Referring to FIG. 7, due to the material between the bottom of the retroreflector-shaped void 501 and the material 700 the void was formed in, light to be inserted into the aperture at the bottom of the void 501 travels through some of the material 700 before arriving at the designated aperture; if the concentrators 1001 do not sufficiently focus the light into the region 501 in FIG. 7, despite passing through some of the material 700 to arrive at region 501, that light will be lost and the measured emission intensity of the flat panel display will be thereby attenuated (among other possible deleterious consequences). Therefore, care must be taken in both positioning and focusing given the presence of intervening material 700 between the concentrator 1001 and the aperture 501.
In the case of the through-hole approach illustrated in FIG. 8, the overlap shown in FIG. 10 c may become problematic, insofar as the triangular region 501 in FIG. 10 c is a hole, through which the top of the concentrator 1002 will obviously be able to pass. If the circular top of the concentrator 1002 is larger than an inscribed circle would be inside the equilateral triangle 501, this will reduce the amount of light entering the retroreflector 500 since the beam size from 1002 will exceed the aperture 501 at the three points of overlap.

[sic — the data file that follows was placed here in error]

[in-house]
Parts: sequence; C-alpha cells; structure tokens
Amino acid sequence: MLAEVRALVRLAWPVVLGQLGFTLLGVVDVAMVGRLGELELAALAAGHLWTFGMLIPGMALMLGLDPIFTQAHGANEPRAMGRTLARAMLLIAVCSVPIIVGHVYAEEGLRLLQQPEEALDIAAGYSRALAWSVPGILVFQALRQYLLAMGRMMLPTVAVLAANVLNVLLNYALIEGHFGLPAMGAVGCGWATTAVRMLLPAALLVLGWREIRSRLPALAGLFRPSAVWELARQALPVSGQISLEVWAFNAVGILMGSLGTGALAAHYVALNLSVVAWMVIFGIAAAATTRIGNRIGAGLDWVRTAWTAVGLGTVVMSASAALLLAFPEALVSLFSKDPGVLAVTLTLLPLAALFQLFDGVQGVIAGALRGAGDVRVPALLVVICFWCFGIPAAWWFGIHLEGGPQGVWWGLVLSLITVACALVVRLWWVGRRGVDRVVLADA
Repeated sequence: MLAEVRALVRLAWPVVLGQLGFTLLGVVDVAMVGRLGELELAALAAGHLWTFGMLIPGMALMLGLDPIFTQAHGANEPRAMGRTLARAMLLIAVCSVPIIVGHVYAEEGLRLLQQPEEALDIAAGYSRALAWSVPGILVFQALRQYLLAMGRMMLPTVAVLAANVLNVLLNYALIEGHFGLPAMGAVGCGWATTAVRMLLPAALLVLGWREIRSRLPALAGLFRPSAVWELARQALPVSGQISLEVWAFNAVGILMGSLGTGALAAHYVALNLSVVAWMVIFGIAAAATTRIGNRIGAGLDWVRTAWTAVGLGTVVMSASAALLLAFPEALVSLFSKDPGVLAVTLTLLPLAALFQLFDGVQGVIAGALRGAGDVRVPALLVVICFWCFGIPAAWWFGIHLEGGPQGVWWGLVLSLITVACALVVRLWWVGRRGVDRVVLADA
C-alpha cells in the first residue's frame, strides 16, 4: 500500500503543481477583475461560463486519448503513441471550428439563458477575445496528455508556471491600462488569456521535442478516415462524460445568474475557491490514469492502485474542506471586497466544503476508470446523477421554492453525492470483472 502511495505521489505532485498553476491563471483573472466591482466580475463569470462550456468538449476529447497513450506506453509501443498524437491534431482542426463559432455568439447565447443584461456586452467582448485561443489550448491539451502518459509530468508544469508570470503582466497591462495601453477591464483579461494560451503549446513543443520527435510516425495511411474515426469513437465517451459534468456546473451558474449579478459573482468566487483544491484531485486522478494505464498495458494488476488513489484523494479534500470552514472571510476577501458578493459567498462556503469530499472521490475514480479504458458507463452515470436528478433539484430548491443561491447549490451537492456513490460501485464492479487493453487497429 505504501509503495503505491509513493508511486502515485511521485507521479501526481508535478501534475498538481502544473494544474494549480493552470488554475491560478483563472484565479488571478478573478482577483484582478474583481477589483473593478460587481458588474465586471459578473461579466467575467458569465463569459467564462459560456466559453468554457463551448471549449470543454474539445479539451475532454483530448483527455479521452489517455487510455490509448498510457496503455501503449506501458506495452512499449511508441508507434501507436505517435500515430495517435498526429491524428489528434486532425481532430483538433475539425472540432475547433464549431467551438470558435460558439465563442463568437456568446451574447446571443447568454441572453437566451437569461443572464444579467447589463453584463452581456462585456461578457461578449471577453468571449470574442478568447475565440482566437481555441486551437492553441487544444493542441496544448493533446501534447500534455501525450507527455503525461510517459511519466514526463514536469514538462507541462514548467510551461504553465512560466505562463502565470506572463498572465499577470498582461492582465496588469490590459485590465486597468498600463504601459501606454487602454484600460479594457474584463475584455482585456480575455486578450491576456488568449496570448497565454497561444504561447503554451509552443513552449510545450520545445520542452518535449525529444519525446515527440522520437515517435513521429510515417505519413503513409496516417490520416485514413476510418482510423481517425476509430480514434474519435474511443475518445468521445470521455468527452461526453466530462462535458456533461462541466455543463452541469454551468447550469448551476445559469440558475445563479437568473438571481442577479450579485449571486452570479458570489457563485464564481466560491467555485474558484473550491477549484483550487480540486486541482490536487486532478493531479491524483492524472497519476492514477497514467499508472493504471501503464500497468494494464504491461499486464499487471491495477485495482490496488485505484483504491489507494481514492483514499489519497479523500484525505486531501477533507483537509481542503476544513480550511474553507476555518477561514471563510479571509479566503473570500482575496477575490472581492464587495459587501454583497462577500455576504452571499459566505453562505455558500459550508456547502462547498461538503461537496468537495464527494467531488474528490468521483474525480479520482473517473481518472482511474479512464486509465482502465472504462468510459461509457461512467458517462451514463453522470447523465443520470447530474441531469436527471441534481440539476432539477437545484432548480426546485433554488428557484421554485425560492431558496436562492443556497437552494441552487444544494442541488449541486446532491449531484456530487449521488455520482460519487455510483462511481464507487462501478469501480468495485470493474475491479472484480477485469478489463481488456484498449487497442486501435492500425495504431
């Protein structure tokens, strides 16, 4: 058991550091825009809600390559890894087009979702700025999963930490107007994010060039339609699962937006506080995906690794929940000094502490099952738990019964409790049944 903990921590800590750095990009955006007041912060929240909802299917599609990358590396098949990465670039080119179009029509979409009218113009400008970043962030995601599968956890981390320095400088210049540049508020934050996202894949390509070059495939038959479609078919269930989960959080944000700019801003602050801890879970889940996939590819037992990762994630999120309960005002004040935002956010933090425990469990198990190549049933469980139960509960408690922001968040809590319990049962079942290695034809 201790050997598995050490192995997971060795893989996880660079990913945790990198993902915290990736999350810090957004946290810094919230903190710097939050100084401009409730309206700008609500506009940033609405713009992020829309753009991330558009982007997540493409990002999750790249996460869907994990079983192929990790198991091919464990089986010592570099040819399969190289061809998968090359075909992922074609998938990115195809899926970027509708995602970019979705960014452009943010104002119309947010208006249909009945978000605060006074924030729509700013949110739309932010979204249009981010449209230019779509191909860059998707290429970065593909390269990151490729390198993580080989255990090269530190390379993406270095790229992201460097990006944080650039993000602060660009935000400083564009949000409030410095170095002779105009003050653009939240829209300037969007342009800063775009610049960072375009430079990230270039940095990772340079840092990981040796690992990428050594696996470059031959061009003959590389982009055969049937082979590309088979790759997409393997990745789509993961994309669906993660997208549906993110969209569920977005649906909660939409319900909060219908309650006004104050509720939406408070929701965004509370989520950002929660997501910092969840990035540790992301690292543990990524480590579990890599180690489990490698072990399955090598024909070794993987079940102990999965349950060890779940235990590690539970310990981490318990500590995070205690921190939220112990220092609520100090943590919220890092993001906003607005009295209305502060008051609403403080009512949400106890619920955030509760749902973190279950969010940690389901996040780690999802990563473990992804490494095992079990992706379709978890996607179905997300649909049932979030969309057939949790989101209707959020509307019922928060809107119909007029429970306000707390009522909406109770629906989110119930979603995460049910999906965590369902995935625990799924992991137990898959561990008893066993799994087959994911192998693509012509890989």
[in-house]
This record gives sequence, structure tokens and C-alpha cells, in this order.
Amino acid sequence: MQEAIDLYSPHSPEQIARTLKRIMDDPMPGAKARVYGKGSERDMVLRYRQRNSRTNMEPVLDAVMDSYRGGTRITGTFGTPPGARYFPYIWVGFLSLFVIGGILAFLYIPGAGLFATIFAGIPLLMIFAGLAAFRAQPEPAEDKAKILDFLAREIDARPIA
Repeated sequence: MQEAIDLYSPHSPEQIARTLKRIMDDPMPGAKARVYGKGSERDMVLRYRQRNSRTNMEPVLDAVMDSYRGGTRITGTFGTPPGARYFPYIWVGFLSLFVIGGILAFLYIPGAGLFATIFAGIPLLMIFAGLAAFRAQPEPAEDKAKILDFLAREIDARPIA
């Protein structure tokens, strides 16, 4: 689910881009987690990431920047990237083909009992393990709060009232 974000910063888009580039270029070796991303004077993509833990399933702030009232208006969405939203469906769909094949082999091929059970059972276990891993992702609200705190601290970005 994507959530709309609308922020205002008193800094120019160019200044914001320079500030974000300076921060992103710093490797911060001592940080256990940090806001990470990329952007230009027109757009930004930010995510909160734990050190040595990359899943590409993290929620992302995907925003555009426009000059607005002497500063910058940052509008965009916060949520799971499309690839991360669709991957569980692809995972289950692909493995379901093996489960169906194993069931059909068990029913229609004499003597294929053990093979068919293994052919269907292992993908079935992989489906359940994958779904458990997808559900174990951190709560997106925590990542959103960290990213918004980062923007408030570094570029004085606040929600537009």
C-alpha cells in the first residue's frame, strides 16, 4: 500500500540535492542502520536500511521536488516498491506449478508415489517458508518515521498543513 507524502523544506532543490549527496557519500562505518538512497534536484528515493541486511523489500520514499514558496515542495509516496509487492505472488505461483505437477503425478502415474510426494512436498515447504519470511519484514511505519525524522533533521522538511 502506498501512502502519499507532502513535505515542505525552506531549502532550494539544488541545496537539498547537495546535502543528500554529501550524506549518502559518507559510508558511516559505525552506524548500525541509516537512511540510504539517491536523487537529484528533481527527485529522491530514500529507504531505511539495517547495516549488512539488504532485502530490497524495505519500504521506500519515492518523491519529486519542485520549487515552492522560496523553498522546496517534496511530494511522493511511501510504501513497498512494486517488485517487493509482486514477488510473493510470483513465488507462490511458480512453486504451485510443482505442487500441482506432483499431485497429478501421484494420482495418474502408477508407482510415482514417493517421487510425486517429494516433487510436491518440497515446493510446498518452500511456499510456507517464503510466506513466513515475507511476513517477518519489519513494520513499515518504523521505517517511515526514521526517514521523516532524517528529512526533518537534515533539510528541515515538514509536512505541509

The same problem arises for other concentrator shapes relative to the aperture. While it might be possible to allow for some intrusion of the tip 1002 of the concentrator 1001 into the retroreflector void 500 through the distal end 501, one would have to provide for means to prevent the penetration from harming the void by splitting the material 800 where it is at its thinnest (in the material surrounding the hole 501 in FIG. 8). On the other hand, referring to FIG. 10 a, it is possible to insert a rigid low refractive index material in the region between 404 and 403, even if the topmost structure is configured as hollow retroreflectors as in FIG. 7 or FIG. 8, providing a suitable mount point between the respective subassemblies, one containing the retroreflective voids 500 and the other containing the light concentrators 1001. One suitable candidate for this interstitial rigid low refractive index material would be silica-based aerogels, which enjoy low refractive indices (often below 1.1) and significant mechanical strength and high Young's modulus values. Such an interstitial layer would provide adequate mechanical strength in keeping the two subassemblies in a spaced-apart relation without placing undue mechanical stress on the voids due to pinpoint contact with the concentrators at the weakest mechanical point of the voids.